Call of Cthulhu


posted 11/22/2005 by Cyril Lachel
other articles by Cyril Lachel
One Page Platforms: Xbox

Call of Cthulhu is played from the first-person perspective, but don't take that to mean it's a first-person shooter.  In fact, for quite some time you won't have access to a weapon, so the game ends up being about you and your investigation skills.  Just because you don't have your weapon drawn doesn't mean the adventure is boring, some of the most tense moments of the game come from you having to figure out how to escape what appears to be certain doom.  But while there is excitement, a lot of what you'll be doing is piecing clues together and solving puzzles.  In a lot of ways Call of Cthulhu reminds me of the classic 8-Bit adventures like Shadowgate and Déjà vu, games that put you in dangerous situations that only your brain can get you out of.

But soon enough you'll get some weapons, including your basic handguns, shotguns, and even a tommy gun.  Don't expect a lot of futuristic technology, this is 1922 we're dealing with.  After such a long time without weapons, it's pretty exhilarating to finally take back some control over your surroundings.  Cthulhu does an excellent job of making you feel helpless, then empowered, and then helpless all over again; it's a rollercoaster ride full of unique puzzles and heart-pounding action.  By the end of the game you will feel warn out, much like the character you've been playing this whole time.

Outside of a couple of cinemas at the beginning and end, all of the action is shown from Jack's perspective; so you always see what he's seeing, experiencing the things that he is experiencing.  Actually, that's not entirely true.  From time to time you'll flash into somebody else's point of view, often showing you what is coming up or what the enemies are doing.  At first this seems confusing, but as you progress through the game you start to understand how these out of body experiences can help you survive (and even solve puzzles).  You will also find yourself returning to the asylum in some of the most effective flashbacks in the game, all done in black and white revealing more about yourself than you cared to realize.  But outside of these sequences, everything in the game is happening to Jack, which means they are happening to you.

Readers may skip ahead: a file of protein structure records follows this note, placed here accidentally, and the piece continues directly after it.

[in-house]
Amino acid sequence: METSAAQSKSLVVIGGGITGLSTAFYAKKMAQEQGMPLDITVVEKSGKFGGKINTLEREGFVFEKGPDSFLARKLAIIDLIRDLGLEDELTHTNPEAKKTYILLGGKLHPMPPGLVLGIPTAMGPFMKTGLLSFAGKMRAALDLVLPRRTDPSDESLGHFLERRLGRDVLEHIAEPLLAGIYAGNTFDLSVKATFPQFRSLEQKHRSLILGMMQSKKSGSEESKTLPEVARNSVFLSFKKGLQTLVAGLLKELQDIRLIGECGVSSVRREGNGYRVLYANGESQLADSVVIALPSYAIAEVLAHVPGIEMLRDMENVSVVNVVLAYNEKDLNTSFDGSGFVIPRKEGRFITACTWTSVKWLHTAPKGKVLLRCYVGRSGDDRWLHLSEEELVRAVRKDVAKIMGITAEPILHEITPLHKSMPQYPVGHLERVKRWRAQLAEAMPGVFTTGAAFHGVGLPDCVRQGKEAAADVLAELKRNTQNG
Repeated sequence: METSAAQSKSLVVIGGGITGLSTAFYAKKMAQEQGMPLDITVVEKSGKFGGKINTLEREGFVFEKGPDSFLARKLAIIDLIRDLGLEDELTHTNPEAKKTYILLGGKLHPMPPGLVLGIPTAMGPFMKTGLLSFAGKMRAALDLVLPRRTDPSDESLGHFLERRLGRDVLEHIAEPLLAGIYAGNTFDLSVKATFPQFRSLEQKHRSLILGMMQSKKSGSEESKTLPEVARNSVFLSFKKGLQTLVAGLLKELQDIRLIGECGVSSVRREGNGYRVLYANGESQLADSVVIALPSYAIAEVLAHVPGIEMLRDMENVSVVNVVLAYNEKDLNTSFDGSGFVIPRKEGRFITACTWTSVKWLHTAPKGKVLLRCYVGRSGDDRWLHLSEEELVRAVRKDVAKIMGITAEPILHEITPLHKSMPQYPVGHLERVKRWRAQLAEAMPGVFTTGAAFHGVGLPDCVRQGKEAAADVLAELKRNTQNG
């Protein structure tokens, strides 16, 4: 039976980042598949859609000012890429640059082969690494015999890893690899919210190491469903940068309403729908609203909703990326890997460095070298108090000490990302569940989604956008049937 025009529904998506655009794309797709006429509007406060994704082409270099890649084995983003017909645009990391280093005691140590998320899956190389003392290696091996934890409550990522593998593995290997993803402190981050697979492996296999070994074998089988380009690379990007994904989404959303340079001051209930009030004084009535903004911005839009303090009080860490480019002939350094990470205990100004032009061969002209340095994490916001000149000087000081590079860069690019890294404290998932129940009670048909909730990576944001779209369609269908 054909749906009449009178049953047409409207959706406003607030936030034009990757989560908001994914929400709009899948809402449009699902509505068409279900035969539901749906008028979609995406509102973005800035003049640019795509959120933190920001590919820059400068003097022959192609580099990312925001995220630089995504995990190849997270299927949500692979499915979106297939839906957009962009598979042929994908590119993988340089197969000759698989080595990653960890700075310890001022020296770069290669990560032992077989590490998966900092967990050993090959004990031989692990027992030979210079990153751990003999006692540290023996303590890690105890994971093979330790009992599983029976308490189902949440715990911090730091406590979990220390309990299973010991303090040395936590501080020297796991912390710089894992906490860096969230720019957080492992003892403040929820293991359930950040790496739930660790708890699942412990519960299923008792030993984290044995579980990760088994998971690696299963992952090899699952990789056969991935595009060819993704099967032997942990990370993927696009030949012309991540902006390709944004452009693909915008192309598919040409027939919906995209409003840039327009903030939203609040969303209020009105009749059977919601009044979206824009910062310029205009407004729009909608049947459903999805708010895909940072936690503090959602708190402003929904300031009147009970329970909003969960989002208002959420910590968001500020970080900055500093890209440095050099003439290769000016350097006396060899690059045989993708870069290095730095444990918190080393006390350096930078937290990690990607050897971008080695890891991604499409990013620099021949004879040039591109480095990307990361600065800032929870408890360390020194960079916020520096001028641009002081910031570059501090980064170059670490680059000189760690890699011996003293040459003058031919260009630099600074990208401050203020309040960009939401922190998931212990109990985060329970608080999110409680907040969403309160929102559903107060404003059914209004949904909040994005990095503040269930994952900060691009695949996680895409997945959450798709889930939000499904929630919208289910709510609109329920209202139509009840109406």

From the very first moment you meet Jack you will likely wonder if this guy is up for it; after all, he's batting some major mental problems and is easily spooked.  But despite all this, Jack the unlikely hero seems up for the adventure, just as long as he doesn't see too many scary things.  Unlike most adventure games that reward you for looking at everything, Call of Cthulhu has sprinkled all kinds of disturbing images for you to stumble across.  Look at the wrong thing – a rotting corpse hanging from a cross, an eerie picture, and just about anything else that could freak you out – and you'll lose some of your sanity, making the game a little harder to play.  How much harder?  Depending on what you looked at it could be as bad as your eyes playing tricks on you (making the world sway and move unnaturally), or simply just hearing voices in your head.  Put these together and you have a truly terrifying experience.

Call of Cthulhu is not the first game to show you losing your marbles, Eternal Darnkeess: Sanity's Requiem for the GameCube did the same kind of thing several years earlier.  Since both games did this effect in completely different ways it's hard to make a decision to which is better, but don't expect to walk on the ceiling and other unique scares like in Eternal Darkness.  Instead you get blurred eyesight, you hear your heart pounding, and you see things that should not be there … it's a very effective way of showing you lose your sanity, especially when it happens in the middle of the intense moments of the game.  Thankfully you can minimize your loss of sanity by just ignoring all of the disturbing things around you, but that's easier said than done.

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